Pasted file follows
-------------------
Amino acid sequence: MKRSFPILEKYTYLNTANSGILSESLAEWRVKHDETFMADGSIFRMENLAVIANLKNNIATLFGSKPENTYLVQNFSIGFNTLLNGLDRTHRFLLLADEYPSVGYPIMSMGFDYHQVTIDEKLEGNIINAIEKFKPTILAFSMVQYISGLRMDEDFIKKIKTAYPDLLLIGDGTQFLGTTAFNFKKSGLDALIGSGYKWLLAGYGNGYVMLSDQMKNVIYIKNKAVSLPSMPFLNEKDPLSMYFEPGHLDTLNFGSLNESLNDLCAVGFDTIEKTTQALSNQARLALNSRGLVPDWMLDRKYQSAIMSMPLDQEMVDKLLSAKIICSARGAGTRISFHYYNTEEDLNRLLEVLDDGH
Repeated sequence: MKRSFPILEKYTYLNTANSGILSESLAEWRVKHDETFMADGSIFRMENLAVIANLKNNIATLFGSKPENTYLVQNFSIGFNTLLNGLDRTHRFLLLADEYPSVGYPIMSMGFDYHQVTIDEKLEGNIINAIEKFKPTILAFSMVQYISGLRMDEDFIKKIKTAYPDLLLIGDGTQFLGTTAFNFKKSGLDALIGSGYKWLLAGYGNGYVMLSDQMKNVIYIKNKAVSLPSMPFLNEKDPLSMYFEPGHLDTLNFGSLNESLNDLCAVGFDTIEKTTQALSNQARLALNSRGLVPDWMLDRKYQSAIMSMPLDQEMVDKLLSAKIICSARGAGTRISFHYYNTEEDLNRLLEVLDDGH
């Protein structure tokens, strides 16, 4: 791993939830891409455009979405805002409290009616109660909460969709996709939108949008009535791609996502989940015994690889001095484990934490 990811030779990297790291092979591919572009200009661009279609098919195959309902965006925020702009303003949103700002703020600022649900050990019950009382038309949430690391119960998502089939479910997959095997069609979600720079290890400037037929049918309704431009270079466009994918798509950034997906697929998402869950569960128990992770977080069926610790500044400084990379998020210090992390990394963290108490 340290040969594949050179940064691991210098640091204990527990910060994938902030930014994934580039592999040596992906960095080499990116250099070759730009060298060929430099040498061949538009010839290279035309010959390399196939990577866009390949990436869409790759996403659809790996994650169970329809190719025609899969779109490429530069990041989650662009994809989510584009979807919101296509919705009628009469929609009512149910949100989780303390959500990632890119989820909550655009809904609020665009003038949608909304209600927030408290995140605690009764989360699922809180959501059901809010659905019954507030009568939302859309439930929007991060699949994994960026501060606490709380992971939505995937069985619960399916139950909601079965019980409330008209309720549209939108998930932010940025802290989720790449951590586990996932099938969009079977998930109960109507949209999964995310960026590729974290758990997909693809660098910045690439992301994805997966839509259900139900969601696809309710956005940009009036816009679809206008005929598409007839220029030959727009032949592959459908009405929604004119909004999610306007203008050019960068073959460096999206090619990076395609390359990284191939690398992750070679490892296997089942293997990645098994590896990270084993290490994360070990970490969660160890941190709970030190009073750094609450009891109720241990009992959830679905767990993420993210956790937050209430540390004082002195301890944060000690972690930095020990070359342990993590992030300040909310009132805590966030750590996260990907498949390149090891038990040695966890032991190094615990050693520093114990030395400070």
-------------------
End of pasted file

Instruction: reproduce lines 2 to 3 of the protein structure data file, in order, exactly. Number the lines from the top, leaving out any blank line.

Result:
Repeated sequence: MKRSFPILEKYTYLNTANSGILSESLAEWRVKHDETFMADGSIFRMENLAVIANLKNNIATLFGSKPENTYLVQNFSIGFNTLLNGLDRTHRFLLLADEYPSVGYPIMSMGFDYHQVTIDEKLEGNIINAIEKFKPTILAFSMVQYISGLRMDEDFIKKIKTAYPDLLLIGDGTQFLGTTAFNFKKSGLDALIGSGYKWLLAGYGNGYVMLSDQMKNVIYIKNKAVSLPSMPFLNEKDPLSMYFEPGHLDTLNFGSLNESLNDLCAVGFDTIEKTTQALSNQARLALNSRGLVPDWMLDRKYQSAIMSMPLDQEMVDKLLSAKIICSARGAGTRISFHYYNTEEDLNRLLEVLDDGH
């Protein structure tokens, strides 16, 4: 791993939830891409455009979405805002409290009616109660909460969709996709939108949008009535791609996502989940015994690889001095484990934490 990811030779990297790291092979591919572009200009661009279609098919195959309902965006925020702009303003949103700002703020600022649900050990019950009382038309949430690391119960998502089939479910997959095997069609979600720079290890400037037929049918309704431009270079466009994918798509950034997906697929998402869950569960128990992770977080069926610790500044400084990379998020210090992390990394963290108490 340290040969594949050179940064691991210098640091204990527990910060994938902030930014994934580039592999040596992906960095080499990116250099070759730009060298060929430099040498061949538009010839290279035309010959390399196939990577866009390949990436869409790759996403659809790996994650169970329809190719025609899969779109490429530069990041989650662009994809989510584009979807919101296509919705009628009469929609009512149910949100989780303390959500990632890119989820909550655009809904609020665009003038949608909304209600927030408290995140605690009764989360699922809180959501059901809010659905019954507030009568939302859309439930929007991060699949994994960026501060606490709380992971939505995937069985619960399916139950909601079965019980409330008209309720549209939108998930932010940025802290989720790449951590586990996932099938969009079977998930109960109507949209999964995310960026590729974290758990997909693809660098910045690439992301994805997966839509259900139900969601696809309710956005940009009036816009679809206008005929598409007839220029030959727009032949592959459908009405929604004119909004999610306007203008050019960068073959460096999206090619990076395609390359990284191939690398992750070679490892296997089942293997990645098994590896990270084993290490994360070990970490969660160890941190709970030190009073750094609450009891109720241990009992959830679905767990993420993210956790937050209430540390004082002195301890944060000690972690930095020990070359342990993590992030300040909310009132805590966030750590996260990907498949390149090891038990040695966890032991190094615990050693520093114990030395400070």